While the news of Downton Abbey coming to an end may still be sinking in, there is something we should all remember: there …Read Now
Arnold Blumberg – Best of ‘Doctor Who’ 50th Anniversary Ballot
Dr. Arnold T. Blumberg is a publisher, author, editor, book designer, and educator. He’s been a Doctor Who fan since 1987, he’s the co-author of the Howe’s Transcendental Toybox series of Doctor Who merchandise guides from Telos Publishing, the designer of other Telos books including The Target Book, the author of “Stolen Days” in Short Trips: How the Doctor Changed My Life and “Mardi Gras Massacre” in Short Trips: Indefinable Magic, and served for years as the Doctor Who DVD reviewer for IGN.com. He contributed to Time, Unincorporated 3 for Mad Norwegian, and his own publishing company – ATBPublishing.com – released Outside In, an anthology featuring 160 writers reviewing all 160 Classic Doctor Who stories, in November 2012 (the sequel covering the New Series will arrive in 2014); another forthcoming title is Red White and Who: The Story of Doctor Who in America. He has been a regular guest of the Gallifrey One and Chicago TARDIS conventions for ten years and writes about Doctor Who and many other genre topics for a host of online and print publications, including GEEK Magazine.
Favorite monster, villain or creature
1. The Daleks
While it’s frustratingly predictable to pick the No. 1 Doctor Who monster, it’s with the Russell T. Davies era that I really feel we saw the Daleks reach their full potential. Finally appearing as the riveted metallic battle tanks we always knew they really were, the series reintroduced them in 2005 and gave them more power and pathos than ever before. They are truly the finest enemy any Time Lord could hope to face.
2. Sea Devils
3. The Cybermen
4. The Oood
5. The Draconians.
1. (tie) Classic Series: Castrovalva.
New Series: Utopia/The Sound of Drums/Last of the Time Lords.
I never realized how much the Master meant to me as a character, but his reintroduction in that three-part (I know some people dispute that, to me it’s a three-parter) story was not only brilliantly handled, but despite some flaws it remains the high point of the New Series to date for me. There’s just nothing that says “gleeful evil” like a triumphant Master (John Simm), ruler of the Earth, dancing around with the Doctor in a wheelchair to the tune of the Scissor Sisters’ “I Can’t Decide.”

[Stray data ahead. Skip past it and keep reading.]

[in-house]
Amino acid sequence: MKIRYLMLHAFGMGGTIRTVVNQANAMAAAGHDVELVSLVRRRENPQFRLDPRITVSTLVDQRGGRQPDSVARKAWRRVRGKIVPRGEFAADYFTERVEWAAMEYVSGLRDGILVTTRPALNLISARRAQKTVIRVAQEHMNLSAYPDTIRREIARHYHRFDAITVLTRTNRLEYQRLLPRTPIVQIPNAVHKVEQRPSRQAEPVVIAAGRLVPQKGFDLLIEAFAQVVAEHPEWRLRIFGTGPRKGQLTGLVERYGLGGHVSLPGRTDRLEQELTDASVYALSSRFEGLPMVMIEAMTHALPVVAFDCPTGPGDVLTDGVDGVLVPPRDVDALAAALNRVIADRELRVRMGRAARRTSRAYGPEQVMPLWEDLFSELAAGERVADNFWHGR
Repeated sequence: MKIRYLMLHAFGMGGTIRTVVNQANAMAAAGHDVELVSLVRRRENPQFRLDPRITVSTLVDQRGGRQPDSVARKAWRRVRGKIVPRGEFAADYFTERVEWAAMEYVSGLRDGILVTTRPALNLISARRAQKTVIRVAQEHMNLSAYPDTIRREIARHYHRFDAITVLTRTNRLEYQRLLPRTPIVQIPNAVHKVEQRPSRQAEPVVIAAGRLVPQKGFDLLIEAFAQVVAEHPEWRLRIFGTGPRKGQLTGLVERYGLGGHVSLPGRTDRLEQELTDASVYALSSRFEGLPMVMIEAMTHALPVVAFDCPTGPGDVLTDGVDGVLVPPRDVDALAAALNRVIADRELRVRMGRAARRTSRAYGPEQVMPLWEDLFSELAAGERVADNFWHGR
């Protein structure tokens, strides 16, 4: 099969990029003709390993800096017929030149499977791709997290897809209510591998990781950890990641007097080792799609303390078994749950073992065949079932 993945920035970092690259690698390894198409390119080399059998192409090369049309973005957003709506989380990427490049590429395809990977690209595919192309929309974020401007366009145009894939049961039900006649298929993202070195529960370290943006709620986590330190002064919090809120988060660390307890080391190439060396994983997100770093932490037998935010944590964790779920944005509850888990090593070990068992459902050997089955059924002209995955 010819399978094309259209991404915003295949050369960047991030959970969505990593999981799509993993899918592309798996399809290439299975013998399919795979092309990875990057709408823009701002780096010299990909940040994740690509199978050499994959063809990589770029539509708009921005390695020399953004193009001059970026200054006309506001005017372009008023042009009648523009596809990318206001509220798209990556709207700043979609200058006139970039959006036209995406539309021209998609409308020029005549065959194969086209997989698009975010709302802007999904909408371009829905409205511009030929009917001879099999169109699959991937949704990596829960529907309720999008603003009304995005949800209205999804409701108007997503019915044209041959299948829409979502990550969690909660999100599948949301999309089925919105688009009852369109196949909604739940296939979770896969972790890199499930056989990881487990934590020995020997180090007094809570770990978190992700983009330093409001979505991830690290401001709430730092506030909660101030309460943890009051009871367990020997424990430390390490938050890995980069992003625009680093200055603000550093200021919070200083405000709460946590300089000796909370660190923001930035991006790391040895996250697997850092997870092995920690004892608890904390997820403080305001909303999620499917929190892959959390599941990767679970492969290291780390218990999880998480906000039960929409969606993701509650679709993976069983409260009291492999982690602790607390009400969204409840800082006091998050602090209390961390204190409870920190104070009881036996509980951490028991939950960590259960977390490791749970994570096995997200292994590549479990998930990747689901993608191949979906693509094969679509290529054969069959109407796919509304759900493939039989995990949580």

As for “Castrovalva,” it was the first time I witnessed a regeneration, and I love the whole bucolic atmosphere of the early part of the story. He wasn’t my first, but Peter Davison will always be “my” Doctor.
2. “The Daemons.”
The Pertwee era in a nutshell…or a shrunken spaceship.
3. “The Claws of Axos.”
You can sense a pattern? Pertwee/UNIT era, the Master, Bill Filer. Magic.
4. “Remembrance of the Daleks.”
Let’s give this era and this story’s superb use of the show’s history a shout out, especially in this anniversary year.
5. “The Eleventh Hour.”
One of the best first stories for a Doctor in the show’s history.
1. Sarah Jane Smith
No one can or ever will compare. She came along so many years after the show debuted and yet she is the template, the perfect example of how to write and perform a best friend and traveling companion for our Time Lord hero.
The best companion the New Series has presented to date.
The one that led us back into the Doctor’s world.
A precursor to many companions to come, this girl could hold her own against a Dalek.
5. Romana II
The Doctor said it best, she was the “noblest Romana of them all.”
1. Fifth Doctor (Peter Davison)
It’s hard to explain, but his combination of that older irascible quality with the youthful breathy enthusiasm for exploration and new adventures combined to create my favorite version of the Doctor. His return in “Time Crash,” where even the Tenth Doctor admits that he’s a fan, just cemented for me how wonderful and exciting his era could be, and he was a welcome burst of energy that kept the series going when it very well may have faltered after seven years of the most popular Doctor in history (Tom Baker’s Fourth).
2. Third Doctor (Jon Pertwee)
3. Tenth Doctor (David Tennant).
4. Second Doctor (Patrick Troughton).
5. Fourth Doctor (Tom Baker).
Favorite TARDIS set
The Eighth Doctor’s TV-movie console room.
Saddest moment in Doctor Who history
A tough one, but the erasure of Donna Noble’s memories is at least near the top of the list.
Greatest Doctor Who opening sequence ever
The arrival of the TARDIS at the Time Lord space station in the opening moments of “The Trial of a Time Lord” is still an unforgettable, funereal event.
Greatest Doctor Who writer ever
Why Doctor Who endures
Russell T. Davies once said “it’s the best idea ever invented in the history of the world,” and I can’t do better than that. It’s not only a show that embraces intellect and compassion, it celebrates exploration and adventure. It has an endlessly flexible format; it can transform into any show it needs to be at any time. To borrow a more recent concept, it has at its heart one irresistible hero – a madman with a box that’s bigger on the inside than the outside. It’s magic and science blended seamlessly, and the results are pure joy.
Greatest Doctor’s costume
I’m actually pretty won over by Matt Smith’s most recent purple waistcoated ensemble.
Greatest fan-made Doctor Who video
No contest: Bill Filer, U.N.I.T. Operative